Can City Council say no to Canada's favourite Olympian?
— Penny Oleksiak (@OleksiakPenny) January 10, 2017
The Toronto Public Library has Margaret Atwood. And now, Toronto pools have Penny Oleksiak.
The teenage Olympic champion tweeted her support on Tuesday for the indoor pool at SH Armstrong Community Centre in East York. Oleksiak, who lives in the area, added the hashtag #saveSHpool to her tweet.
SH Armstrong, which is next door to the Duke of Connaught Junior and Senior Public School and serves the Beach neighbourhood in general, is one of many pools that could close following the city budget process.
The 2017 Toronto budget considers the following pool-related service cuts:
- Close 36 wading pools
- Close 12 outdoor pools
- Close 10 indoor TDSB pools
However, the City budget doesn’t say where most of these pool closures would be. They’ve carefully added up the potential savings from closing the pools, so a list must exist. But it’s not public.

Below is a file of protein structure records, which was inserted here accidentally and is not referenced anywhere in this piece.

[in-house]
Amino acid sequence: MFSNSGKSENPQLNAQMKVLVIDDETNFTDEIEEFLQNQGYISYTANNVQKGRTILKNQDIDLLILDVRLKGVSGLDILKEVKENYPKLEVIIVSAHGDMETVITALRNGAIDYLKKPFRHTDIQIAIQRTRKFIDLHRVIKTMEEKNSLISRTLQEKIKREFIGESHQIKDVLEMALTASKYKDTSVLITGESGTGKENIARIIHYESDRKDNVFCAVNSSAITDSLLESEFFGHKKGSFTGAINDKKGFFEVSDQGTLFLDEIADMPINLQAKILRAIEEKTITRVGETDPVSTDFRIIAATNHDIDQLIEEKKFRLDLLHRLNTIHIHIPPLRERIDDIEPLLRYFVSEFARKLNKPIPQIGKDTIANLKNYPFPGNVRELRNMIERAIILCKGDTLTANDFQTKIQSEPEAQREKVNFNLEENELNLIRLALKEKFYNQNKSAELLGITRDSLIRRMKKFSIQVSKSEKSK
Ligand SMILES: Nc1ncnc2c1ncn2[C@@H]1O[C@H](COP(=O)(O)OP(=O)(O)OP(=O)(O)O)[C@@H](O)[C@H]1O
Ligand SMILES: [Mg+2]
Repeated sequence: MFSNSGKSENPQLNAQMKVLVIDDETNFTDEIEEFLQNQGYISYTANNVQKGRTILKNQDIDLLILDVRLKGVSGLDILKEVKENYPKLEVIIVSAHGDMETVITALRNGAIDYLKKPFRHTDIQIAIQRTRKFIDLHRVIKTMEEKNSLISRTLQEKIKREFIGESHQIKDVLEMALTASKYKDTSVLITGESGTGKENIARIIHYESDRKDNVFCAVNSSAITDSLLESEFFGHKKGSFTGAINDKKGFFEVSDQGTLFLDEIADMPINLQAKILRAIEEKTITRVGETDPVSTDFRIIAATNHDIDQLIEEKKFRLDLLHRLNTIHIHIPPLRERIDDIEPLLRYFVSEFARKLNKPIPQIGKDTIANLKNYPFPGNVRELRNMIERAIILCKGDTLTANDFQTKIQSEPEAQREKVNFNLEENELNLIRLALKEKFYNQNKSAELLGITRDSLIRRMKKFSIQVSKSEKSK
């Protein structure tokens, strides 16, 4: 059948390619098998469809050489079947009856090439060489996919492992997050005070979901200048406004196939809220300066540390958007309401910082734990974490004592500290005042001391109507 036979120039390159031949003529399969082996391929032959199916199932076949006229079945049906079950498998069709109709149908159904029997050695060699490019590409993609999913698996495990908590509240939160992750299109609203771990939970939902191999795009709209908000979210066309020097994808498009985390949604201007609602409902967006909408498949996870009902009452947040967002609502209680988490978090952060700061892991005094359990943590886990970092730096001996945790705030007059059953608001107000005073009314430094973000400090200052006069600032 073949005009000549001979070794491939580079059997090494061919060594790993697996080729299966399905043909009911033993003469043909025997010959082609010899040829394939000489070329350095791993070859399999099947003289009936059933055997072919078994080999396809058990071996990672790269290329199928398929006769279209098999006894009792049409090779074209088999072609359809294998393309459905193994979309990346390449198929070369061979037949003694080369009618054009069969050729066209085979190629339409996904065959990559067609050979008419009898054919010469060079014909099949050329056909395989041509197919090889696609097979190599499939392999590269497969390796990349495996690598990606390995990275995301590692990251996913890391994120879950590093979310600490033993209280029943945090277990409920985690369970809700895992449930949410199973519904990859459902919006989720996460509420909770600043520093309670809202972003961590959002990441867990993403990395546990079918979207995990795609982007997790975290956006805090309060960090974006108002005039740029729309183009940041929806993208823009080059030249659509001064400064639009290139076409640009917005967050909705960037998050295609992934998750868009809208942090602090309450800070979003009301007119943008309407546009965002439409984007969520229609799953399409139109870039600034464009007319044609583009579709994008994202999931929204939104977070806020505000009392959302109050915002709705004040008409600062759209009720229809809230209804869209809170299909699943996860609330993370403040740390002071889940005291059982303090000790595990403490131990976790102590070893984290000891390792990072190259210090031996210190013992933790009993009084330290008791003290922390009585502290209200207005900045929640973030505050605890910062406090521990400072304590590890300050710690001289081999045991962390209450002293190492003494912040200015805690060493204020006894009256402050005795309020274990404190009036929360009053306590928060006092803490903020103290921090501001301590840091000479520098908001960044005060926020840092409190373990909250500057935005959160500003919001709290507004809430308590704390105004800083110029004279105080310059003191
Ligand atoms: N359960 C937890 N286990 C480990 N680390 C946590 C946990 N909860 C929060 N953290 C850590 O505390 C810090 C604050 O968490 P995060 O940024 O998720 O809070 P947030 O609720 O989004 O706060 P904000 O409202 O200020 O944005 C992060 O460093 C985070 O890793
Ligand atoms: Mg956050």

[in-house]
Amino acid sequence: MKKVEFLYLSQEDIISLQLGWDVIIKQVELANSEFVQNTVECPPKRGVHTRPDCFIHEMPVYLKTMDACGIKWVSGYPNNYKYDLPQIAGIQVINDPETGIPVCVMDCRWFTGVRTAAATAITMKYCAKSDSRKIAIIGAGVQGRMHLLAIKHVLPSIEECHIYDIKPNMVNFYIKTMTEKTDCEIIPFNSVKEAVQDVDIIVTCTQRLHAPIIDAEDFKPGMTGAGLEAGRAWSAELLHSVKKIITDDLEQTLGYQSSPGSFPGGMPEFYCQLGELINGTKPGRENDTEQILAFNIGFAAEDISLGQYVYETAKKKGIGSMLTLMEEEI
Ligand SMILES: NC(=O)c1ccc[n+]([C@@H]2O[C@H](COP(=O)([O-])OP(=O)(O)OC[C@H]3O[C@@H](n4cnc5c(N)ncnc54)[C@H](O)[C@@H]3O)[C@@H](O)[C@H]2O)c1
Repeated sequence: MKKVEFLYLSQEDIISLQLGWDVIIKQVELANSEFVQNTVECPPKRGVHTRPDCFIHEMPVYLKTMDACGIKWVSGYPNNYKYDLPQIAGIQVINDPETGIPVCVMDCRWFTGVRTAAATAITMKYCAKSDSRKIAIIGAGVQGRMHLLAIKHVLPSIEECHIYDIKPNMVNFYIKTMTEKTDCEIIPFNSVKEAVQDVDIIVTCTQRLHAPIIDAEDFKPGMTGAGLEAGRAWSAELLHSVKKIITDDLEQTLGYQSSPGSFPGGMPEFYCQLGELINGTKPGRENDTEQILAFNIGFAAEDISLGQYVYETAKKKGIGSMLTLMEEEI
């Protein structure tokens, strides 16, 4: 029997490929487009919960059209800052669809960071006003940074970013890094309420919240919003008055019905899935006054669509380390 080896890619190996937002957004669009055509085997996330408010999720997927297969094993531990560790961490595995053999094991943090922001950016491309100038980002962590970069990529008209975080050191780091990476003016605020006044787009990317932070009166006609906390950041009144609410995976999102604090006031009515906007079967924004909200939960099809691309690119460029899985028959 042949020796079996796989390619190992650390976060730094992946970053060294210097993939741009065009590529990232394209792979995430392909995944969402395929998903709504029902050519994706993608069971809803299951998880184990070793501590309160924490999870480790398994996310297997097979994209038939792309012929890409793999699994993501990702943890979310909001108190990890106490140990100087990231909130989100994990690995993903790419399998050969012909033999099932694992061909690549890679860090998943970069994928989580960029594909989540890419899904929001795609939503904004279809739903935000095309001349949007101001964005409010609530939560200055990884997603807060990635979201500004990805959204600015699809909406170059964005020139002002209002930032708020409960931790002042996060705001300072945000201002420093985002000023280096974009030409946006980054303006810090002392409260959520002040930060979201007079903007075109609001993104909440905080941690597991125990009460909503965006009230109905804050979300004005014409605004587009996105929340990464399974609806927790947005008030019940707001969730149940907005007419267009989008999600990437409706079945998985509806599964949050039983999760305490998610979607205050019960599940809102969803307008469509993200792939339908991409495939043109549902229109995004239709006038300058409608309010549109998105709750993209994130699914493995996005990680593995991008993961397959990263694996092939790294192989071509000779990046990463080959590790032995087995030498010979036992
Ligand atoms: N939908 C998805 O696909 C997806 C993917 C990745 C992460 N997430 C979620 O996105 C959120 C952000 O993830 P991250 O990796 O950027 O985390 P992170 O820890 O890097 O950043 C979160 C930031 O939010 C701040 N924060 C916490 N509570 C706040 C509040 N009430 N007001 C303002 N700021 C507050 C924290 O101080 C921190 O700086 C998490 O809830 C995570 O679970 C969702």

This lack of transparency has frustrated parent Mark Richardson, who closely tracks the City’s parks and recreation programming. He has asked the City for a list of potential pool closures (Torontoist also requested the locations today, and will update this article as soon as we get a response) but hasn’t received the answer. Other parents at last night’s East York budget consultation were concerned too, as City News reports.
John Tory told City that these pool closures are merely things to consider in the budget process, and are no sure thing. But not following through on the cuts would mean introducing new revenue tools, or increasing property taxes.
Considering those trade offs is reasonable, but the process should be done with full information, which we don’t have. The fate of SH Armstrong relies on a funding agreement with the Toronto District School Board, but something like wading pools and outdoor pools don’t.
Our budget process should be more open and accessible about the choices we face. It certainly helps when the likes of Penny Oleksiak highlight what those choices mean, but the people of Toronto shouldn’t have to rely on that support either.